The demolition also resulted in all of the electricity connections and metres getting disabled in the area, with homes being forced to make temporary arrangements for lighting at least one bulb per household. The complete loss of street lighting in common areas and paths have made it quite difficult for women and girls to move around in their neighbourhood, with a sharp spike in thefts and other crimes. The lack of electricity also compounds safety concerns faced by the women in the community while accessing toilets or bathing. Most of the women use paid public toilets located at a distance, which ultimately limits their use to once per day and never at night. The clearing out of makeshift bathing units by the authorities has led to women and girls being forced to bathe out in the open during the dark and fully clothed, due to safety concerns. Combined with inadequate sewage facilities in the area, the number of health problems among women has exacerbated and continues to grow in comparison to the rest of the community. This study has reported that the average monthly household expenditure on health has increased by 88% in the two years immediately after the eviction, with thyroid, brain fever, liver infection, and jaundice being illnesses that have witnessed the most amount of spending.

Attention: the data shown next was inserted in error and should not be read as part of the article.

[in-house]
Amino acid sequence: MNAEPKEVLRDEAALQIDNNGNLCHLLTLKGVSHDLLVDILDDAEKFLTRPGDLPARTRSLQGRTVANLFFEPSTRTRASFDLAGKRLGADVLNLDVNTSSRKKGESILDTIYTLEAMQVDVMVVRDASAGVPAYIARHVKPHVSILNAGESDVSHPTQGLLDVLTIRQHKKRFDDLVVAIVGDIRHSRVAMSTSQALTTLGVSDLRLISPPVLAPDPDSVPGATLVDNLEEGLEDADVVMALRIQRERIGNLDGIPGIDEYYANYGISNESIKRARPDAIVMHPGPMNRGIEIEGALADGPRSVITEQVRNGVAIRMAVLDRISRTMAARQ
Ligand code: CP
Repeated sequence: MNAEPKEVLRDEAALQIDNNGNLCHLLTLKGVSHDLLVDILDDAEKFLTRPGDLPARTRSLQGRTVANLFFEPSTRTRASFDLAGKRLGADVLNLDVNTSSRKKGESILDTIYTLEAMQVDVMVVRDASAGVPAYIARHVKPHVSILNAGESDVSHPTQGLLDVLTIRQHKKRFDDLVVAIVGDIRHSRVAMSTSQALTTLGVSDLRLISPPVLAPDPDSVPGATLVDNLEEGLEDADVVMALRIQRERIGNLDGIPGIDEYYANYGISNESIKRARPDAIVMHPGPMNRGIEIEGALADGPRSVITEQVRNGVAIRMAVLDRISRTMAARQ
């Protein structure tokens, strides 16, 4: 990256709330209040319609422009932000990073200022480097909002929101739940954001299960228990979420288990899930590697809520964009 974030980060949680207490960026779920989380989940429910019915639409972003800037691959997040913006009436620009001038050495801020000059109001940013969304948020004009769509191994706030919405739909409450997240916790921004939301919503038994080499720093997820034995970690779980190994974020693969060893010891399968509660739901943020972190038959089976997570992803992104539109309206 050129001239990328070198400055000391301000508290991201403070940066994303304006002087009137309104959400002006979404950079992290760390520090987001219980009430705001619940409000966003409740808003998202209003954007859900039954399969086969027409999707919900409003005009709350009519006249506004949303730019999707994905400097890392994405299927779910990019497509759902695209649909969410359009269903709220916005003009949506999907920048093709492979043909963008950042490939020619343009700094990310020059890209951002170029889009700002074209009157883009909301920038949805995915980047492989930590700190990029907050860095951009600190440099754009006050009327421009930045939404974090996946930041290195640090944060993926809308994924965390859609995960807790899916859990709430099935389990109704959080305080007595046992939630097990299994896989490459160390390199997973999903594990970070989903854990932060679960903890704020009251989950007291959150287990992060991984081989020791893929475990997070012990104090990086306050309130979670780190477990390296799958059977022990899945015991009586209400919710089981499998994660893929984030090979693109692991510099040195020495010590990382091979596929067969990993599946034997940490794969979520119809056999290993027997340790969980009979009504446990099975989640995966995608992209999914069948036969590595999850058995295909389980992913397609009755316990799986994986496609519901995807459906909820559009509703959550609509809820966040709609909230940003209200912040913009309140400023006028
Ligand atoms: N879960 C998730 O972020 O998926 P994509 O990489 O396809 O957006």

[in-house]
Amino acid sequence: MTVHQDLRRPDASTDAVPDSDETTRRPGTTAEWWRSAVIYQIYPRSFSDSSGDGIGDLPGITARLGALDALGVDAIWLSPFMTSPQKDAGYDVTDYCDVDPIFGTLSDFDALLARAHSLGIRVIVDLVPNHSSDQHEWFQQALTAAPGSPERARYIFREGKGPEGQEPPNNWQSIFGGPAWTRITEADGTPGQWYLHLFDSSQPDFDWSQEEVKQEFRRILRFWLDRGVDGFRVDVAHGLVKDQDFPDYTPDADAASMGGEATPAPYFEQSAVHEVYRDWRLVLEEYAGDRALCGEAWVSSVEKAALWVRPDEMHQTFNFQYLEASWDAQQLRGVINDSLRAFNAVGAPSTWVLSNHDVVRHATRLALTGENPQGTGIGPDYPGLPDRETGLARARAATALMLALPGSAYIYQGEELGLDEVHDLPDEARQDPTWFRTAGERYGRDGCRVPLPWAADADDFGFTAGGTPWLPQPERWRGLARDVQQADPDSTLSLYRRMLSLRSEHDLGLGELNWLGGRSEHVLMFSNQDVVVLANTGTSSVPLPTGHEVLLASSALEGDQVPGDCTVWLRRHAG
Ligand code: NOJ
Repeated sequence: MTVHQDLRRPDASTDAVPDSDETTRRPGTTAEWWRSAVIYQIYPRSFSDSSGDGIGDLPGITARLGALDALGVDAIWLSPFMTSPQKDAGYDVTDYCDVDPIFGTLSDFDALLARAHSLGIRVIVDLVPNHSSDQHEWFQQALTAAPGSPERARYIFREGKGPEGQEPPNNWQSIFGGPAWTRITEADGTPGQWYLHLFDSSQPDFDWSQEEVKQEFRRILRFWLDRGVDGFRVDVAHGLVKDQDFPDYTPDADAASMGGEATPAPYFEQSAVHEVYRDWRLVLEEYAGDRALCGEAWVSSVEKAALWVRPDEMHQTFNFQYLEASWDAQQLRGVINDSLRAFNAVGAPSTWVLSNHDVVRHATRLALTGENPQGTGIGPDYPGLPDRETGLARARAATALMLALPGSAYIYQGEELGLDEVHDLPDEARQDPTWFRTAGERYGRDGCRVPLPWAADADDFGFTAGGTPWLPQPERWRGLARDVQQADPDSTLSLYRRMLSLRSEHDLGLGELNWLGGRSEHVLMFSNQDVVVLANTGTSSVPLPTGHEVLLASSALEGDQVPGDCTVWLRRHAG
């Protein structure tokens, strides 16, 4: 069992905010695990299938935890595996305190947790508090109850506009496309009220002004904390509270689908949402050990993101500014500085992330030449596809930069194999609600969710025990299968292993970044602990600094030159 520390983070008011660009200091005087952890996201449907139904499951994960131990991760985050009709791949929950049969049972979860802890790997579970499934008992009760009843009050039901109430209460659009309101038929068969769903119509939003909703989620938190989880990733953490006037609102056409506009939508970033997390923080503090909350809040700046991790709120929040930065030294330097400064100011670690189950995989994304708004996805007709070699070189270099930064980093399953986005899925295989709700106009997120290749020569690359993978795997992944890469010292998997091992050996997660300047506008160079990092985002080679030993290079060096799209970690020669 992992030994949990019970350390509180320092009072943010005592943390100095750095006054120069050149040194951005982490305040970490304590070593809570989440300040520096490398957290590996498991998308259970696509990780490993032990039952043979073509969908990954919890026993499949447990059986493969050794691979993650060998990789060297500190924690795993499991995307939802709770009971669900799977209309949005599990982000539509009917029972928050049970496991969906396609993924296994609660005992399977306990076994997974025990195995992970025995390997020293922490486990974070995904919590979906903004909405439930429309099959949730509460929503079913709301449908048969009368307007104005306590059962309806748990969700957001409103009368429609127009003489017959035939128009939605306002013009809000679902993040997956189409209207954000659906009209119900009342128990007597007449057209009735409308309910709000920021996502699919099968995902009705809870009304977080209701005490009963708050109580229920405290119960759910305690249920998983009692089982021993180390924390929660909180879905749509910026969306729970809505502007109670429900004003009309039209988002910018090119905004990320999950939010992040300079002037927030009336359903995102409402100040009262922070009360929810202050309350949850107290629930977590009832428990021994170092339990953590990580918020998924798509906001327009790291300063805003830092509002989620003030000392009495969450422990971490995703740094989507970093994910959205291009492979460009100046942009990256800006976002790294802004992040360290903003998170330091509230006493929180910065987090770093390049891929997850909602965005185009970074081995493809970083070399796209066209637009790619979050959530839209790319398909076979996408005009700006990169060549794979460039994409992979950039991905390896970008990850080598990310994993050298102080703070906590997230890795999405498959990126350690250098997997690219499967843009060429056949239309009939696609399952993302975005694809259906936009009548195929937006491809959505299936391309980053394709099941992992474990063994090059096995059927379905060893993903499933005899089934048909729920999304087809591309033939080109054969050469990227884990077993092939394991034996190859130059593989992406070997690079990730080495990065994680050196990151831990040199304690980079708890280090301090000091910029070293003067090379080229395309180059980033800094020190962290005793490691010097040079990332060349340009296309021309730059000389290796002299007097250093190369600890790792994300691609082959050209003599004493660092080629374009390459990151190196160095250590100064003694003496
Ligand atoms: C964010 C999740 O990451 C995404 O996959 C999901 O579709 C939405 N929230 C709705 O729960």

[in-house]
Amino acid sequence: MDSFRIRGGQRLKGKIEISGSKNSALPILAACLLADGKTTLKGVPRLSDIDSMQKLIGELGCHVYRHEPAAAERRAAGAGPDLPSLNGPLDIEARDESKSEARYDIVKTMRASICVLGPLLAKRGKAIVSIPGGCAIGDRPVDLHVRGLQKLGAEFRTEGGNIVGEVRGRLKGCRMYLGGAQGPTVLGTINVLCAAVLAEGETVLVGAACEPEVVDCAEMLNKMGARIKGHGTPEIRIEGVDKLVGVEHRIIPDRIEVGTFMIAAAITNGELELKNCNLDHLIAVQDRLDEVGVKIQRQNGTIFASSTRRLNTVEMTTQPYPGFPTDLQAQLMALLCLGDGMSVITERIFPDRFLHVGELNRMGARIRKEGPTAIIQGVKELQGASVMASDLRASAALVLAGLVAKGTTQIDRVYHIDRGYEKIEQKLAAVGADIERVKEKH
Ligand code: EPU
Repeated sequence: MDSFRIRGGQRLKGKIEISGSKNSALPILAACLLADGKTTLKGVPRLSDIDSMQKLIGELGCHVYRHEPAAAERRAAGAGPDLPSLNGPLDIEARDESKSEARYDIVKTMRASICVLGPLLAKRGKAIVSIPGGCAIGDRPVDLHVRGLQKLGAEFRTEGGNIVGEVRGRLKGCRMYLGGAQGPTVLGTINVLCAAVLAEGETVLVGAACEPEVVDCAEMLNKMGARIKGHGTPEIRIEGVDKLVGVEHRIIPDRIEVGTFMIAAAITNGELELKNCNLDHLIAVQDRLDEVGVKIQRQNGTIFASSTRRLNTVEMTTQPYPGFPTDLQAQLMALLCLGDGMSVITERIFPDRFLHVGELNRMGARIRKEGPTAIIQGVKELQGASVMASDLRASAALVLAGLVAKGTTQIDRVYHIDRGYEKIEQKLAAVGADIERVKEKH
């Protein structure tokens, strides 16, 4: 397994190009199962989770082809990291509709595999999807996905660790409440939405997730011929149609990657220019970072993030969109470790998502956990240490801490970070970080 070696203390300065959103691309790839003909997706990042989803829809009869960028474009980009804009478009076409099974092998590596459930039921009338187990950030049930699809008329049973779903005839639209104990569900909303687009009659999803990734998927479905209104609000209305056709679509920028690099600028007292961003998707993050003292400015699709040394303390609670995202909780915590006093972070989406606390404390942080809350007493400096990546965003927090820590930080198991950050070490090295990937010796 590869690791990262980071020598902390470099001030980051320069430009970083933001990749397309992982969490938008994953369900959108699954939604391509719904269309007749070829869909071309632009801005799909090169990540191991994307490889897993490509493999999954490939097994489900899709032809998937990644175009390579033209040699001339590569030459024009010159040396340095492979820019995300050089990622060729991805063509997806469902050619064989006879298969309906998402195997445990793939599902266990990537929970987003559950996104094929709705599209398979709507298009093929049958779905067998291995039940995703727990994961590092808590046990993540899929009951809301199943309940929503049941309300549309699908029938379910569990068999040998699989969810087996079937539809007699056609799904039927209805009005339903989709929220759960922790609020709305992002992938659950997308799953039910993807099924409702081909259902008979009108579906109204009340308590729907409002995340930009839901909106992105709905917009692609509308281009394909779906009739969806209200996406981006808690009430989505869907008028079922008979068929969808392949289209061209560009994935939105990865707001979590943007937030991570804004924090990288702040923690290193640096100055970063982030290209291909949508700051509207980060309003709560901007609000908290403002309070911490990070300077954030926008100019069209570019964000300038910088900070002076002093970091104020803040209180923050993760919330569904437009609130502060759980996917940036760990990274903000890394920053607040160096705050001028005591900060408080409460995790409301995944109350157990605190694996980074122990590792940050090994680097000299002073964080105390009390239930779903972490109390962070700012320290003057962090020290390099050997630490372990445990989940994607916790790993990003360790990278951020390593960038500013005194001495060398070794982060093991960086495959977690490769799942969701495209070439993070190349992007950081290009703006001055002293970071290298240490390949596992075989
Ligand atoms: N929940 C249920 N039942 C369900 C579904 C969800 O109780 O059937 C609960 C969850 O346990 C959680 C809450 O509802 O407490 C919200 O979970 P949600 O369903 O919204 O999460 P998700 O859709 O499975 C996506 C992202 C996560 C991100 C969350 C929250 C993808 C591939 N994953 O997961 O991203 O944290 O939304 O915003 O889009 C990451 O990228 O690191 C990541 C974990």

The situation is even more dire immediately after a forced eviction. After mass evictions in the Tughlakabad Fort Area in Delhi in 2023, which displaced thousands of families and left over 2.5 lakh people homeless, little could be salvaged with respect to any kind of belongings. Families were forced to shelter in makeshift tents with tarpaulin sheets for extended periods of time, which made the situation more precarious for women who become further vulnerable to acts of violence and harassment. After such an event, it can take a significant amount of time for families to gain the economic means to build back and retain access to even a fraction of the resources that they would previously use. Specifically, the extended loss of healthcare and sanitation facilities in the immediate aftermath of evictions has severe implications for pregnant or lactating women in demolished settlements. The stressful conditions of such a setting have been noted to induce early labour among some of the pregnant women, who have been forced to give birth out in the open without any medical care. It is important to note that these conditions of marginalisation are often heightened for vulnerable communities.